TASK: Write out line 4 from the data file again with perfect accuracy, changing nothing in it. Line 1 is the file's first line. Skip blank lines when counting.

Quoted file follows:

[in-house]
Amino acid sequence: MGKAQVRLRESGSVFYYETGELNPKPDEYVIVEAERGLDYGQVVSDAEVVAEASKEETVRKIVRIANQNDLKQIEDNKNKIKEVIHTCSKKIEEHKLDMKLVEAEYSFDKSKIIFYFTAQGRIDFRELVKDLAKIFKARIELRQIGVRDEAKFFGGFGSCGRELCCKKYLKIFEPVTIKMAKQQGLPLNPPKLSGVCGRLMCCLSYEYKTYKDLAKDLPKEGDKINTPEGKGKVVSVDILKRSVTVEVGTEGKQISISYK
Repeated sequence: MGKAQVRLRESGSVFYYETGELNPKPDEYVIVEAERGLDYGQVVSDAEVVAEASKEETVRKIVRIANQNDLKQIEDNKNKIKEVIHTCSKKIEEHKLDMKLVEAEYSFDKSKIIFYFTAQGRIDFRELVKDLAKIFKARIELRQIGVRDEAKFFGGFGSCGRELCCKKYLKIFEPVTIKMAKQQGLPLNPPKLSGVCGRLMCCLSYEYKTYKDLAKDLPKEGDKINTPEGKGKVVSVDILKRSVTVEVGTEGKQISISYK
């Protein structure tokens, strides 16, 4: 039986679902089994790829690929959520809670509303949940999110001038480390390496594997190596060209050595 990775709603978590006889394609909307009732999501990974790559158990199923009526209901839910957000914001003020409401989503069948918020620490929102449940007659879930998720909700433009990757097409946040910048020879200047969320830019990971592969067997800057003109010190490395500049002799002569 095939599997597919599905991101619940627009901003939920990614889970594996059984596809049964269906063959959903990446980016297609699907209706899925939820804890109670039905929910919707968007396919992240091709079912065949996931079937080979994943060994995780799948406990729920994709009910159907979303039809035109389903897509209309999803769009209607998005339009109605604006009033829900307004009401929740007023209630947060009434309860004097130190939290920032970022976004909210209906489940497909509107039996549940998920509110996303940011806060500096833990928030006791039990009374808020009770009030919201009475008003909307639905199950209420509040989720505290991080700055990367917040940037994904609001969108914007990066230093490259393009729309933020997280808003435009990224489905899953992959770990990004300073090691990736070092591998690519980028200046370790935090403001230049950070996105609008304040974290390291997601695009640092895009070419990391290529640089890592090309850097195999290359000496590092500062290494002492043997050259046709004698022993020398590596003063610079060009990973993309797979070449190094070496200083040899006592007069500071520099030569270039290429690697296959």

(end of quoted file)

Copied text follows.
């Protein structure tokens, strides 16, 4: 039986679902089994790829690929959520809670509303949940999110001038480390390496594997190596060209050595 990775709603978590006889394609909307009732999501990974790559158990199923009526209901839910957000914001003020409401989503069948918020620490929102449940007659879930998720909700433009990757097409946040910048020879200047969320830019990971592969067997800057003109010190490395500049002799002569 095939599997597919599905991101619940627009901003939920990614889970594996059984596809049964269906063959959903990446980016297609699907209706899925939820804890109670039905929910919707968007396919992240091709079912065949996931079937080979994943060994995780799948406990729920994709009910159907979303039809035109389903897509209309999803769009209607998005339009109605604006009033829900307004009401929740007023209630947060009434309860004097130190939290920032970022976004909210209906489940497909509107039996549940998920509110996303940011806060500096833990928030006791039990009374808020009770009030919201009475008003909307639905199950209420509040989720505290991080700055990367917040940037994904609001969108914007990066230093490259393009729309933020997280808003435009990224489905899953992959770990990004300073090691990736070092591998690519980028200046370790935090403001230049950070996105609008304040974290390291997601695009640092895009070419990391290529640089890592090309850097195999290359000496590092500062290494002492043997050259046709004698022993020398590596003063610079060009990973993309797979070449190094070496200083040899006592007069500071520099030569270039290429690697296959």